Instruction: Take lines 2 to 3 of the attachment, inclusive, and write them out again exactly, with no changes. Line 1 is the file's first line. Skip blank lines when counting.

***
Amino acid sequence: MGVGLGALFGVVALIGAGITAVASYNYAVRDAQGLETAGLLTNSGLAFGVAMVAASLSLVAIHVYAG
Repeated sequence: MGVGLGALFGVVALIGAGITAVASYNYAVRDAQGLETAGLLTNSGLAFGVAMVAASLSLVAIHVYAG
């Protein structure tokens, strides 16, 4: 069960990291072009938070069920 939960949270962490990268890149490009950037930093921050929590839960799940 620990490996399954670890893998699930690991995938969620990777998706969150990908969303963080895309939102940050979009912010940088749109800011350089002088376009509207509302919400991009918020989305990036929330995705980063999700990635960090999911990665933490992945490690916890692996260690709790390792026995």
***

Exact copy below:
Repeated sequence: MGVGLGALFGVVALIGAGITAVASYNYAVRDAQGLETAGLLTNSGLAFGVAMVAASLSLVAIHVYAG
């Protein structure tokens, strides 16, 4: 069960990291072009938070069920 939960949270962490990268890149490009950037930093921050929590839960799940 620990490996399954670890893998699930690991995938969620990777998706969150990908969303963080895309939102940050979009912010940088749109800011350089002088376009509207509302919400991009918020989305990036929330995705980063999700990635960090999911990665933490992945490690916890692996260690709790390792026995």